Josh Davis, a football player for Utah State University (USU), is in fair condition after he was hospitalized on Thursday following a “non-traumatic sudden cardiac arrest” during a training session, his team confirmed.
The university announced in a statement on Friday that Davis’s condition has improved but he remains in the intensive care unit at McKay-Dee Hospital in Ogden.
Davis, a redshirt freshman wide receiver from California, collapsed during a spring practice session on Merlin Olsen Field at Maverik Stadium and was immediately treated by USU staff on the scene before being transported by emergency medical personnel to Logan Regional Hospital.
The school confirmed that Davis has since been “taken off life-sustaining medical devices and is breathing on his own.”
“Davis received initial critical treatment and was stabilized at Logan Regional Hospital before being transported to Mckay-Dee Hospital, where their critical care team continued treatment with therapeutic hypothermia to lower the body temperature to preserve his neurological function,” the team said.
The university also posted a photo of Davis on social media, showing him in a hospital bed with a thumbs up while surrounded by his family and Utah State head coach Blake Anderson.
Davis’s parents, Matt and Chrissy, arrived in Utah Thursday night and met with Anderson, USU team physician Dr. David Liddle, and others.
“Awake, alert, and breathing on his own. The training staff absolutely saved his life. No hesitation [at] all. Miracle,” Anderson told Scott Garrard of KSL Sports.
Anderson, meanwhile, also posted a photo on his personal Twitter account that shows Davis smiling in the hospital after what he described as “a brutal night.”
“The smiles say it all,” said Anderson. “Through God’s grace, and an amazing group of Trainers & Medical Professionals we are doing better ever [sic] minute today. So grateful for all the prayers & support lifted up over the past 24 hrs.”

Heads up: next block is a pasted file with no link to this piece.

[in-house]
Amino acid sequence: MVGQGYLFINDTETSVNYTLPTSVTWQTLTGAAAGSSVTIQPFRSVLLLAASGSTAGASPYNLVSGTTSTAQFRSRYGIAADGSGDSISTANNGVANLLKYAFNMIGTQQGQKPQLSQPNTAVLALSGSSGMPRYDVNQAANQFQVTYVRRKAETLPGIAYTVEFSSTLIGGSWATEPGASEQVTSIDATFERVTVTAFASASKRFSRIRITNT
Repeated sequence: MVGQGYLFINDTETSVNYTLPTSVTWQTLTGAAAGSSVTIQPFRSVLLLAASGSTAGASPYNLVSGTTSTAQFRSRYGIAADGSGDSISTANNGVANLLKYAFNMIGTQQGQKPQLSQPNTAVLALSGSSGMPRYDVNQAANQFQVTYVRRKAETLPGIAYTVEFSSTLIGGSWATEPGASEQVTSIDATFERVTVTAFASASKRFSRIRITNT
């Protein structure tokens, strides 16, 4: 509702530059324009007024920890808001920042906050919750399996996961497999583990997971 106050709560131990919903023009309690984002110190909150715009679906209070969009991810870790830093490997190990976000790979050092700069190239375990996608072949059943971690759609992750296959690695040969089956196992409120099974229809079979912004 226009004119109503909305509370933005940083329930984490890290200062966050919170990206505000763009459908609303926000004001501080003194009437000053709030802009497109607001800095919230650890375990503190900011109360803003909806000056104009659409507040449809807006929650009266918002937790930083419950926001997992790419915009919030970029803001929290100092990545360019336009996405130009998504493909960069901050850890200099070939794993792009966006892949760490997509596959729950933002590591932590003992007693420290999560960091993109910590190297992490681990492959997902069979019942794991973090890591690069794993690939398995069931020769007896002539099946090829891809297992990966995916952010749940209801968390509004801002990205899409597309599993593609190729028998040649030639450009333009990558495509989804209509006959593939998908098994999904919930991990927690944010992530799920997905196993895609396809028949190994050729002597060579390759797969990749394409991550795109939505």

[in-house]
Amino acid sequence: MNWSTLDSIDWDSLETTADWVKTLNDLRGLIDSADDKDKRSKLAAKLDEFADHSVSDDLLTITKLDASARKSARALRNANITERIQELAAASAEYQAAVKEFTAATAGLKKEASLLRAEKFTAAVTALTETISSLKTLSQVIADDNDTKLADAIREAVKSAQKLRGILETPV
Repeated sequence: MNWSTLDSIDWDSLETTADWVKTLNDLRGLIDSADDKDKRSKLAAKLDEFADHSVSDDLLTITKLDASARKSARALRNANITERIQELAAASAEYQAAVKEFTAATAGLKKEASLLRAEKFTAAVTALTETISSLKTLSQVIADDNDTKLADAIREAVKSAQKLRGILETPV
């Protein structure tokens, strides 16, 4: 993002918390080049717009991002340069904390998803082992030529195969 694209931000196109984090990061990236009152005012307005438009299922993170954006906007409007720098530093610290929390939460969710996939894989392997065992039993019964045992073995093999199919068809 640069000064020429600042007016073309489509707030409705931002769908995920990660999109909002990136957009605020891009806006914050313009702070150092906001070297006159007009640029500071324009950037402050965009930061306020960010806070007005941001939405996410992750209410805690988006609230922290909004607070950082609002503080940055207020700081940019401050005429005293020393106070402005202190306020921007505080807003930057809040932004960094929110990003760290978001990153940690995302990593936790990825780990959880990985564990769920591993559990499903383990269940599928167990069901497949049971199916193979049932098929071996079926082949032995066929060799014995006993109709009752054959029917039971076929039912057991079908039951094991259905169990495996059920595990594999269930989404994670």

Davis is unfortunately one of a long list of young athletes who have suffered sudden cardiac arrest in recent years.
Among some high-profile cases are Buffalo Bills safety Damar Hamlin and Danish soccer player Christian Eriksen, who both collapsed on the field during a widely broadcasted sport event.
In his first interview since the incident, Hamlin discussed his collapse, which happened during a Jan. 2 “Monday Night Football” game against the Cincinnati Bengals, but Hamlin, who celebrated his 25th birthday on March 24, refused to disclose the reason why he suffered cardiac arrest.
“You’re 24. Peak physical condition [that] could run circles around me right now. How did the doctors describe what happened to you?” ABC News’ “Good Morning America” host Michael Strahan, himself a former NFL player, asked Hamlin in mid-February.
Hamlin stated that he would not comment on what doctors told him. “That’s something I want to stay away from,” he said in response, which was not included in an ABC News article about the interview.
Eriksen, meanwhile, was released from the hospital in June 2021 after the 29-year-old soccer star collapsed on the field during his team’s opening European Championship match against Finland. His heart suddenly stopped and he had to be resuscitated with a defibrillator.
The Danish soccer federation wrote on Twitter at the time that Eriksen was released from the Rigshospitalet in central Copenhagen after a successful operation.
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